Yes, yes, I know. Disease isn’t glamorous. You know that, and I know that. But tell that to the people in other centuries. Even though most diseases were regarded in history much the way they are today, some ailments had cachet.
So which ones could theoretically allow the sufferer to convalesce attractively in a day bed?
Gout. A very painful type of acute arthritis brought on by excess consumption of rich foods and alcohol. Gout was called “the disease of kings” because it was something only wealthy people had—they were the only ones who could afford such delicacies. If you had gout, you were obviously a privileged person. And thus, glamorous.
Consumption. This was what they used to call tuberculosis—a deadly and deeply unpleasant disease. But how many stories, paintings, and operas have there been in which our heroine died from consumption? Plenty. In fact, consumption was called “the romantic disease.” That’s massively glamorous.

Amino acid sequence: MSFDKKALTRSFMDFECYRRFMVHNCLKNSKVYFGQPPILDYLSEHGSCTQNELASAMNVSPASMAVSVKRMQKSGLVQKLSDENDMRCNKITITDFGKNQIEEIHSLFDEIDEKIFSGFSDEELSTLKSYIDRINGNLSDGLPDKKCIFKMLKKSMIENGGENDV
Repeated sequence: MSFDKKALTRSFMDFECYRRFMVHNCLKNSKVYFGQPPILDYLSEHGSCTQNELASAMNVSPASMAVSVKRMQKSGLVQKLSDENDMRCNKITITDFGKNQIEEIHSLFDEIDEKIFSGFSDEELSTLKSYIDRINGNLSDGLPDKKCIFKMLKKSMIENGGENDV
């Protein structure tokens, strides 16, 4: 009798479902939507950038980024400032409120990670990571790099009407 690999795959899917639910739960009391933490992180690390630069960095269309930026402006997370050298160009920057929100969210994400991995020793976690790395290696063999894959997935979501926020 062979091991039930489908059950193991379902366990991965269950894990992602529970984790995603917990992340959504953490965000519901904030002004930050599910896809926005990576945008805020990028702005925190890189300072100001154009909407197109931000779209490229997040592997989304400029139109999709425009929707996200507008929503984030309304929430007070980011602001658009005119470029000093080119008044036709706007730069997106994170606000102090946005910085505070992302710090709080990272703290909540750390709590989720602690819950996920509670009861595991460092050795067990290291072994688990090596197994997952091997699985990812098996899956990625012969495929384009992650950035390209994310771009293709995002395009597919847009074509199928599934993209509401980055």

Melancholy. Better known as depression. Theories on its causes ranged from demonic possession to an excess of what was called “black bile” (which was thought to be produced by the spleen). Starting in the 16th century, melancholy was actually seen as a desirable thing because it marked the sufferer as especially sensitive and thoughtful, and often, more creative. Very glamorous indeed.
The Vapors. Not technically a disease, more of a symptom. And curiously, the vapors were always suffered by women. Because, you know, the “fairer sex” was just more prone to dainty fits and fainting spells. Fever, fatigue, anxiety, and PMS, among other things, could all be ascribed to the vapors. The classic Victorian image of a woman with the vapors is one in which she’s swooning on a couch. How much more glamorous can you get?
On the flip side, men often used the vapors as a diagnosis for women who were headstrong, didn’t obey their husbands, or were somehow “too emotional.” Which is not just unglamorous, it’s also misogynist crap.